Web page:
One reason people like social media so much better than TV is that with the tube you just sit there on your couch, but with social media you can be part of the show. Sites like Facebook, Twitter, Instagram, and Google+ are basically performance spaces where ordinary people can entertain friends and strangers alike. Not surprisingly, these days a lot of new Web companies seem more like TV shows than like tech companies. These sites cost relatively little to launch, and though most languish, a lucky few catch fire for a while as an audience rushes in to see what all the excitement is about.
The latest “hit show” from Silicon Valley is Pinterest, a site that’s been around since 2010 but is just now taking off. The site drew 12 million unique visitors in January, up from 1 million in July, and is on track to draw 20 million in February, which represents faster growth than any other site in history, according to Andrew Lipsman, an analyst at the market-research firm comScore. Pinterest employs only a few dozen people but has raised $37.5 million in funding and was recently valued at $200 million. That seems rich, but remember that a few years ago people looked crazy buying Facebook shares at a $500 million valuation, and now Facebook is about to go public at a valuation approaching $100 billion.
Pinterest is based on a single incredibly simple idea. You find photos you like and “pin” them to a digital pinboard. You install a “Pin It” button in your Web browser, and when you see a photo you like, you click the button and send it to your Pinterest page. You can create multiple categories, like “Dishes I Want to Cook” or “Vacation Ideas.” Then you can spend countless hours perusing the pinboards that other people have created. Basically it’s a digital version of scrapbooking, and it’s all the rage with women, who by some estimates make up more than 90 percent of all users.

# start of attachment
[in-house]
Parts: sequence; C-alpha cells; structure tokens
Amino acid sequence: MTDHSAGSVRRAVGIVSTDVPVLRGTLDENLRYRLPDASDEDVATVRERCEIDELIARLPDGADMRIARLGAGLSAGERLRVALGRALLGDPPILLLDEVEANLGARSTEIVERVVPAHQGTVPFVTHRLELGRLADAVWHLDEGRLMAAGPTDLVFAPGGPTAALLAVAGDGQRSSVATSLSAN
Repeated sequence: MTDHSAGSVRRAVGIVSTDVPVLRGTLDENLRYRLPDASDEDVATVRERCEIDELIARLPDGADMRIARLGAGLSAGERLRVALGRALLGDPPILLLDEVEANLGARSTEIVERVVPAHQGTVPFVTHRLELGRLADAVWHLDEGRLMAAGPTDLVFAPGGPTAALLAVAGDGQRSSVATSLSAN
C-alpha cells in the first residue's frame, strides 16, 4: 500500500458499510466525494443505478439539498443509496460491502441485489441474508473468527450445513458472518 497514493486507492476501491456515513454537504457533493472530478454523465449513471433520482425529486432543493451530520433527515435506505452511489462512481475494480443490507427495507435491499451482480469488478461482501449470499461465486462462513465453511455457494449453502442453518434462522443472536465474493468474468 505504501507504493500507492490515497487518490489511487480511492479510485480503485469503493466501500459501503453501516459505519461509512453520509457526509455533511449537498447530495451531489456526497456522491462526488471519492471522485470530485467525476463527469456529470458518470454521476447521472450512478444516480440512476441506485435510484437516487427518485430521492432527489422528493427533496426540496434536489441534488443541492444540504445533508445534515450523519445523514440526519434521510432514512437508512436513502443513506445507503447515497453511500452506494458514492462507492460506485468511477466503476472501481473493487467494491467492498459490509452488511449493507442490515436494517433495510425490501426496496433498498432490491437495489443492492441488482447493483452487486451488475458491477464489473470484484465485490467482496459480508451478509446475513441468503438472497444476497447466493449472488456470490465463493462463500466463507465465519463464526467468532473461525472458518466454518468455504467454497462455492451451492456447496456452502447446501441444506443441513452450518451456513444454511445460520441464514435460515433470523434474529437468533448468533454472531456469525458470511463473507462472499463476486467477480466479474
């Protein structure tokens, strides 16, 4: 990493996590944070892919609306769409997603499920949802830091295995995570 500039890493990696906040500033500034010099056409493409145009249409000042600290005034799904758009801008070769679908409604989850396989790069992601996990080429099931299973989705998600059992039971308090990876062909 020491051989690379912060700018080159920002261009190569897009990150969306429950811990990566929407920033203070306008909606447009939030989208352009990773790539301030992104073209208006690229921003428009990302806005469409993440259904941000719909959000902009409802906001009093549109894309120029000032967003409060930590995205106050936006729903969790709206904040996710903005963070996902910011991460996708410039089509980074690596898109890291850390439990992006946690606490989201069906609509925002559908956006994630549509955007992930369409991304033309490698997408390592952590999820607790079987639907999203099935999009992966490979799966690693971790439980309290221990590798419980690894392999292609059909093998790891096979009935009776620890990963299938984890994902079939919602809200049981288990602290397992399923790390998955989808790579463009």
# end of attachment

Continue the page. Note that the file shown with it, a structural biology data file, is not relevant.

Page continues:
How Pinterest will make money remains a bit cloudy. So far the revenue has come from identifying pinboard photos that link to e-commerce sites, then adding code to those links so that if someone clicks through and makes a purchase, Pinterest gets a little kickback. To really get big, Pinterest will need to attract big brands that want to reach the audience it has assembled. That seems easy enough. It’s an attractive audience, since many members are already looking to buy things and are using Pinterest as a shopping tool. But some hurdles remain. One is the small but growing amount of objectionable content found on Pinterest, stuff that advertisers don’t like to put their brands next to, like softcore porn, pro-anorexia boards, and copyrighted material that has been grabbed without permission.
But it’s still early, and no doubt Pinterest will find ways to address those issues. One huge thing that Pinterest has in its favor is the amount of time its members spend on the site. In January the average user spent 89 minutes there, more than on any other social network except for Facebook and Tumblr. “This is not just a flash in the pan,” Lipsman says. “Users are spending a ton of time there.”
The larger question is what kind of “show” Pinterest is building. Is this a hit that can run for years and keep generating millions in syndication, like Seinfeld or Friends? Or is it one of those shows, like Jersey Shore, that’s fun for a season or two and then starts to fade? If it’s the former, the folks who invested last fall just got in on the bargain of a lifetime.